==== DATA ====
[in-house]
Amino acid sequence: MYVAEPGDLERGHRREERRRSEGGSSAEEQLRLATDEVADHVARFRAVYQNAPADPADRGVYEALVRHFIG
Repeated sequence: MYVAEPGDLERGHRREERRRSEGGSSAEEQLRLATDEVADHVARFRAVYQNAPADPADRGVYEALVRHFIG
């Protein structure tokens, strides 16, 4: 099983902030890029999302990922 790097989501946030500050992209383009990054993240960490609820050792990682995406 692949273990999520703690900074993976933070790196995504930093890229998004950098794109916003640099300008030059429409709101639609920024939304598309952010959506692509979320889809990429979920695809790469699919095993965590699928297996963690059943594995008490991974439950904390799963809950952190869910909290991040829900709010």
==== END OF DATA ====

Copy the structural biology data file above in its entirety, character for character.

[in-house]
Amino acid sequence: MYVAEPGDLERGHRREERRRSEGGSSAEEQLRLATDEVADHVARFRAVYQNAPADPADRGVYEALVRHFIG
Repeated sequence: MYVAEPGDLERGHRREERRRSEGGSSAEEQLRLATDEVADHVARFRAVYQNAPADPADRGVYEALVRHFIG
């Protein structure tokens, strides 16, 4: 099983902030890029999302990922 790097989501946030500050992209383009990054993240960490609820050792990682995406 692949273990999520703690900074993976933070790196995504930093890229998004950098794109916003640099300008030059429409709101639609920024939304598309952010959506692509979320889809990429979920695809790469699919095993965590699928297996963690059943594995008490991974439950904390799963809950952190869910909290991040829900709010």